Written by: Clara
Edited by: Keitaro
Visual by: Sarah
The Southeast Asian Service Conference (SEASC) was held virtually on November 28th, from 11AM to 5PM. Its theme “Service in the time of COVID-19” saw tremendous interaction among service leaders from five IASAS schools: ISM, SAS, ISKL, ISB, and JIS.
So how was this done? According to Nobu, one of the ISM representatives, “The idea was initiated by the SAS service council in July. Through social media platforms, such as Instagram, they first contacted the service learning councils of different IASAS schools proposing the idea. We all agreed to the idea because there have been a lot of lessons and difficulties that everyone has faced with adjusting to online indirect service, so we thought it would be a great idea to come together and share our thoughts on them. Since then, the service leaders from each school met once or twice a month on Zoom to discuss logistics and give each other progress updates.”
When asked about what their motivation was, Mia, the other ISM representative, answered “Because IASAS season one was canceled, we wanted to find a replacement for students to collaborate on a virtual level, while emphasizing the importance of service within our communities, but also in the greater Southeast Asia.” She mentioned how it was important during these unprecedented times for everyone to come together to make a change. Additionally, it was a way to provide students with a CAS service opportunity, which is not as common anymore due to the pandemic. Mia also commented, “I find it super interesting how we were able to collaborate and make new friends from different parts of Southeast Asia without even meeting each other in person! It is truly an example of how technology has made way for countless possibilities- from making friends, to hosting 100% virtual conferences like this one.”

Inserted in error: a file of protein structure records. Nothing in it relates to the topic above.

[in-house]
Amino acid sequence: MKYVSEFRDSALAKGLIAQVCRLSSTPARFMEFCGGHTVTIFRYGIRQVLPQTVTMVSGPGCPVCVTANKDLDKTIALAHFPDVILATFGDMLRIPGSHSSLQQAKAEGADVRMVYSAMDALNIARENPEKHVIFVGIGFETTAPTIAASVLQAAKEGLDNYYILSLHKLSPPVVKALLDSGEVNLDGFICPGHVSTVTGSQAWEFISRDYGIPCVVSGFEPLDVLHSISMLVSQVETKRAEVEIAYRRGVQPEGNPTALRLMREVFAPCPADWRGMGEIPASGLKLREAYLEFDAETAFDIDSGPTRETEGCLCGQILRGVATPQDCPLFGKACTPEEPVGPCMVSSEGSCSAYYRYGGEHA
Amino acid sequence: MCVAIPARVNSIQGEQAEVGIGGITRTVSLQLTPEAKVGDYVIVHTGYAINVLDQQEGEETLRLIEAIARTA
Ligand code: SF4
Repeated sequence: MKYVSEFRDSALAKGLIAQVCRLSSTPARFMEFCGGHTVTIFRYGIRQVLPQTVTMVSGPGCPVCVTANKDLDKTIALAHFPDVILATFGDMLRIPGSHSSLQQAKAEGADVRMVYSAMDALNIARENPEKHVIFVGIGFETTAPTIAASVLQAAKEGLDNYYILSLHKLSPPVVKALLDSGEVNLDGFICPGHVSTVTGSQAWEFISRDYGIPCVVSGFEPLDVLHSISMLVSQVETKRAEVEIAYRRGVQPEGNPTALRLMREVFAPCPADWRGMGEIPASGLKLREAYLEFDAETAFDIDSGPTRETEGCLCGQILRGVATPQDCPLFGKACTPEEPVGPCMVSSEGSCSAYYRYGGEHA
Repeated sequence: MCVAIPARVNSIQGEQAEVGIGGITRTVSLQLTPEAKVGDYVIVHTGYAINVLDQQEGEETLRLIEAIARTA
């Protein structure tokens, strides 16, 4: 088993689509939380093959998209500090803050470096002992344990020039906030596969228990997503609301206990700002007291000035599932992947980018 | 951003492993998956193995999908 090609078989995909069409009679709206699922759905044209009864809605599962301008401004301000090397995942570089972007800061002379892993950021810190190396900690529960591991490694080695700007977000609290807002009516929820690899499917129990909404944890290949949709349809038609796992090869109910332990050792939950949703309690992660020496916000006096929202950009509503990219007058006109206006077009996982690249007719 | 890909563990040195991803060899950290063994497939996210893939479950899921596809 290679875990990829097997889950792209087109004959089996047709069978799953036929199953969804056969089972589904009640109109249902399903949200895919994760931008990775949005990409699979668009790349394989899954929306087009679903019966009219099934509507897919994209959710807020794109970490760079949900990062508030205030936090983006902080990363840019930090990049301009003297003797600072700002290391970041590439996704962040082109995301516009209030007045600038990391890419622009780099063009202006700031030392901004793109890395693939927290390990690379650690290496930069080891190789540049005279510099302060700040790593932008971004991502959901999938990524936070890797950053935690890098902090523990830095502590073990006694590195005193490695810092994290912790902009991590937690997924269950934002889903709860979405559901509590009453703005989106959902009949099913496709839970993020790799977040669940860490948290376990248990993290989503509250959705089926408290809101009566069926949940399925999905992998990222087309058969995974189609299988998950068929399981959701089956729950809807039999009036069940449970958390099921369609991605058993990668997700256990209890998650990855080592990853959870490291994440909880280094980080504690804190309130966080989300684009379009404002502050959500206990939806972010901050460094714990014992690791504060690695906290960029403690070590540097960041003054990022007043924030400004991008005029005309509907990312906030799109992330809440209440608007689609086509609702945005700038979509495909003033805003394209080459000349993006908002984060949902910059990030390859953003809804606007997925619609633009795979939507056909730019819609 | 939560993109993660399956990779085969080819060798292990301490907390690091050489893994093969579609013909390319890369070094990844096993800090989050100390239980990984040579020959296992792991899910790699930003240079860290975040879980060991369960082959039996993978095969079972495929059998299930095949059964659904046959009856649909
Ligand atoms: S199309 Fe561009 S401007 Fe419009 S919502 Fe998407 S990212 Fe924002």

The conference consisted of five workshops, one conducted by each school. From ISM, Marny and Raina led a workshop about Navigating Online News and Activism. The workshop consisted of two parts. Marny led the first half of the seminar which was on spotting fake news, being informed outside of the social media echo chamber, and the pitfalls of performative activism. Afterwards, Raina introduced Bye Bye Plastic Bags Philippines and the organization’s journey on youth activism. Marny summarized the workshop by saying, “The purpose of this workshop is mainly to help people navigate through misinformation and bias, for they become boundaries to one’s own critical thinking.” She elaborated on how once being truly informed on certain topics is sorted out, consistency and honesty come next. Marny continued to express how “We have to keep taking action on issues even when the spotlight dims; issues do not magically disappear once we lose interest in them. Overall, to know how to navigate around online news and activism is important to ensure that we do not fall into the dangers of misinformation, bias, and performative activism.”
After all the workshops, Tom Graham—founder of Make A Difference (MAD) Travel—gave a webinar telling his story with MAD Travel, a social tourism platform that provides alternative meaningful experiences and supports marginalised communities in the Philippines.
After attending the conference, Dongwoo said, “This was such a great opportunity for me to learn about service aspects that I didn’t know before. I was especially intrigued by the role of social media and how we can use it to make a difference. I’m really thankful that the service leaders of each school came together to plan this, and I hope online service conferences continue even when the pandemic ends.”